As rural broadband initiatives help bridge the digital divide, communications service providers have a wealth of opportunities to add subscribers, expand territory, and grow their business. However, they will first need to address the challenges posed by IPv4 exhaustion—and its impact on the cost of new subscriber IP addresses.
In November 2019, the final allocation of publicly available IPv4 addresses was made. Since then, new IPv4 addresses have been obtainable only at high open market prices. There is a virtually unlimited stock of IPv6 addresses available. But migration to the new standard is a highly complex prospect. It is also impractical in the short term for many communications service providers. They need a more feasible and affordable way to support new subscribers.
Fortunately, there’s another way forward. Carrier-grade NAT (CGNAT), a standard for network address translation (NAT), makes it possible to extend the life of existing IPv4 addresses to support additional subscribers. In this way, communications service providers can capture new growth opportunities—while simultaneously positioning their business for IPv6 migration when the time is right.
Rural Broadband Initiatives Expand Opportunities for Communications Service Providers
Broadband plays a central role in peoples lives. Yet millions of households in rural and urban communities still lack access to high-speed internet from broadband services from either Fibre to the Premises (FTTP), fixed wireless internet, or mobile ISP. It represents a vast potential market for providers. Now accelerating support for rural broadband initiatives and digital divide programs are turbocharging that opportunity.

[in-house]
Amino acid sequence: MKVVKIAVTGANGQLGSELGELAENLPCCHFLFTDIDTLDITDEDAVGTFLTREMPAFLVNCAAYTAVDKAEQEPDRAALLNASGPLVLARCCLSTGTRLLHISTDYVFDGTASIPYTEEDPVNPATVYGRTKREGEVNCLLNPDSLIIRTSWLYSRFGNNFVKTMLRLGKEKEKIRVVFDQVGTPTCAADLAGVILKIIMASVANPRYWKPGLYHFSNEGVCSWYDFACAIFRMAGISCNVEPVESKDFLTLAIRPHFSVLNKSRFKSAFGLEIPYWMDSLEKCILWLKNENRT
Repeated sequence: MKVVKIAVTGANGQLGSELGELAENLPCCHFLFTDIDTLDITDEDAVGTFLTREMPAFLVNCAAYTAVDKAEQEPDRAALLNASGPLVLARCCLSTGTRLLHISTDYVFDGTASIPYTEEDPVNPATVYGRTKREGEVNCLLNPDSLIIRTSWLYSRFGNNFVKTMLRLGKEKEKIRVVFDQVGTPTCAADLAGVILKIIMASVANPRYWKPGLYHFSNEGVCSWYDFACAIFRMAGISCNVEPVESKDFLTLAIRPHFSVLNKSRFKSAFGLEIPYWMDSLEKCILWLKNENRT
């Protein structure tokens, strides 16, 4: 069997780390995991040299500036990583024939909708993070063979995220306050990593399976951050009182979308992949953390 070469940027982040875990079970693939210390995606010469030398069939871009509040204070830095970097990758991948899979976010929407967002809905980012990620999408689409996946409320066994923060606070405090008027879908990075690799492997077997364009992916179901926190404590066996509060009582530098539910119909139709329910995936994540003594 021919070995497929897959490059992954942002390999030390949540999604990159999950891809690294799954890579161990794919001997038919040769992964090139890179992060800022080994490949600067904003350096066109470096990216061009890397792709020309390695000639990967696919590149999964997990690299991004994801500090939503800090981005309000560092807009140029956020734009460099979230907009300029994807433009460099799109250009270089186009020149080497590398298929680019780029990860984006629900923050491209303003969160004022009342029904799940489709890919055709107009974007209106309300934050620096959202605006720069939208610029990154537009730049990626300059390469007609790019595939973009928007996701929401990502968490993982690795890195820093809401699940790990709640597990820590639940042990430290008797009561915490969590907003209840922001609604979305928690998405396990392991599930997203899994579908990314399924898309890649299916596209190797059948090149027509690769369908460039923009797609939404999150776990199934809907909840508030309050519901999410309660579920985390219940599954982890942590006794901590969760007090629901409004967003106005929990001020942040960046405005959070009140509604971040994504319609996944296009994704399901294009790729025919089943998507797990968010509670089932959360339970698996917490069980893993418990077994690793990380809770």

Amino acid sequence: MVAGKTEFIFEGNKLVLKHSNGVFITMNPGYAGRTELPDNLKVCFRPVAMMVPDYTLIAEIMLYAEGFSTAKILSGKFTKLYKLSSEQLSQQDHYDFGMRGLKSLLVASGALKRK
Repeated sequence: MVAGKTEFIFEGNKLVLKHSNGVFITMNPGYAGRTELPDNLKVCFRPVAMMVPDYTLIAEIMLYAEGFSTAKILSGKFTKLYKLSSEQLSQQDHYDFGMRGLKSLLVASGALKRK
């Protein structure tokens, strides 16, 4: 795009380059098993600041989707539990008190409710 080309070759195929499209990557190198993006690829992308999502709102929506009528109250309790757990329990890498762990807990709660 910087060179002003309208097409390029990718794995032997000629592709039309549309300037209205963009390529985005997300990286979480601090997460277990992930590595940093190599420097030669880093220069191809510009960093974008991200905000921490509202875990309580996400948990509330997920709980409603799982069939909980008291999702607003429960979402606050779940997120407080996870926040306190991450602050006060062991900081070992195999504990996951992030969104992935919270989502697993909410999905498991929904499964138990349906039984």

Meanwhile, demand for broadband services is surging. As the COVID-19 pandemic shifted broad swathes of modern life online, average broadband network usage in the UK doubled in 2020 compared to 2019.
Rural broadband networks have performed well. It is thanks, in part, to infrastructure investments by rural broadband providers and an increase in FTTP penetration. This robust connectivity paves the way for new opportunities for both communications service providers and underserved communities and customers. It facilitates new services such as rich content experiences, new forms of collaboration, distance learning, telehealth, IoT, precision agriculture, and more.
One of the problems that communications service providers will need to address upfront is IPv4 exhaustion. It is a significant issue but a solvable one.
Overcoming IPv4 Exhaustion
The cost of acquiring more IPv4 addresses to support new growth has escalated rapidly over the last few years. This is because the last remaining IPv4 addresses from Regional Internet Registries (RIRs) have been fully allocated. IPv6 migration is a complex and long-term prospect. Even if communications service providers chose to switch over their own infrastructure, they’d still need to support IPv4 to carry IPv4 content and accommodate IPv4 devices.
To accommodate large waves of new customers connecting to broadband services, many communications service providers will need to find a way to extend the utility of their current IPv4 addresses.
Carrier-grade NAT (CGNAT), also known as large-scale NAT (LSN), offers a solution. In a standard NAT design, network address translation enables a single public IPv4 address to be shared across the devices on a private network. CGNAT adds an additional translation layer to NAT that allows service providers to share their own public IPv4 addresses across the private IPv4 networks of multiple subscribers, multiple devices of a single subscriber, or multiple businesses.